Throw Your Arms Around Me (M Seymour) – Hunters and Collectors 1984

 Early incarnations of bands that what would evolve to become the Hunters and Collectors, coalesced around lead singer and songwriter Mark Seymour while he was a boarder at Ormond College, Melbourne University in the 1970’s, and included The Shnorts who performed bad taste covers of such classics as To Sir with Love and Set Me Free, and later the Jetsonnes, who traded in light, bouncy, post-punk pop.

Personnel arrived and departed, but the band survived for eighteen years because its self-belief was rooted in a brutal solidarity and shared ownership of the creative output of all band members. The Hunters identified with their audience in a unique way as well, the live chemistry of their sonic anthems was founded on a curious mix of egalitarian connectivity with their fans, spiced with intellectual pretentiousness, and surprisingly, all within a hedonistic pub rock milieu. Mark Seymour has described the band as “the great misfit outfit of the 80’s,” most agree that they were also the most successful pub band of that decade.

The collective dynamic of the band was intense, they were earnest, doggedly democratic, unionized, intimidating to outsiders, everything was shared – the sound engineer got a share of royalties, songwriting was an incremental process of shared adrenaline, negotiation, analysis, and non-verbal communication, the band’s collective ideology was paramount, and a failure to toe the party line meant exclusion from the group.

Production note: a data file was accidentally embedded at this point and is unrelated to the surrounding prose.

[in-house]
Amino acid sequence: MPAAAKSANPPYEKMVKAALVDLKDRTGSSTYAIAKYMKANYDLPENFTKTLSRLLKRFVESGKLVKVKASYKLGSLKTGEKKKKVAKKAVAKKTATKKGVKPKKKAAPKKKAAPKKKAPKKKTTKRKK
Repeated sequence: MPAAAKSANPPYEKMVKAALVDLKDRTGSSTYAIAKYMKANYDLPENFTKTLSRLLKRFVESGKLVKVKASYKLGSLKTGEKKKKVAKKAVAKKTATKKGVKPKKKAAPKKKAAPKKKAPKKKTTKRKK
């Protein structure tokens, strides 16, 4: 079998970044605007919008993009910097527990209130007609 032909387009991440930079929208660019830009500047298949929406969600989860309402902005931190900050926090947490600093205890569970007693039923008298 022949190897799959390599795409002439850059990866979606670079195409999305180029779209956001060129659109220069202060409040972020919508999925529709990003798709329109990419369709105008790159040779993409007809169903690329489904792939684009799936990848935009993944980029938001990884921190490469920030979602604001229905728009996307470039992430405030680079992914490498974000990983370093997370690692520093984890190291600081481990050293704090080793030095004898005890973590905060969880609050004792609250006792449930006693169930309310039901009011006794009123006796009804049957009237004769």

Greg Perano (percussionist) who generally described his position in the band as the Wang player, was a fan of Krautrock, for him the music of Kraftwerk and Can was something to be aspired to, the name of the band was in fact inspired by the title of a track on Can’s album Landed, the song was Hunters and Collectors “Hunters and collectors never see the light…Hunters and Collectors all come out at night…”

Their music was subsequently muscled up by the addition of brass in the form of the Horns of Contempt, to achieve a powerful brass-driven sound that would characterize most of their hits, the collective had now grown to ten in number and included a brass section of three, two percussionists and a sound engineer, they had become quite the travelling menagerie.

The Hunters and Collectors made their live debut at the Crystal Ballroom (Melb) in 1981 and performed regularly at the Oxford Hotel in Swanston St (Melb), their live performances were incendiary, chaotic, provocative, and encouraged a kind of tribal following, Mark Seymour has described their debut performances as “controlled jamming”, they were quickly signed to Mushroom affiliate label White, and amazingly remained with this label throughout their career.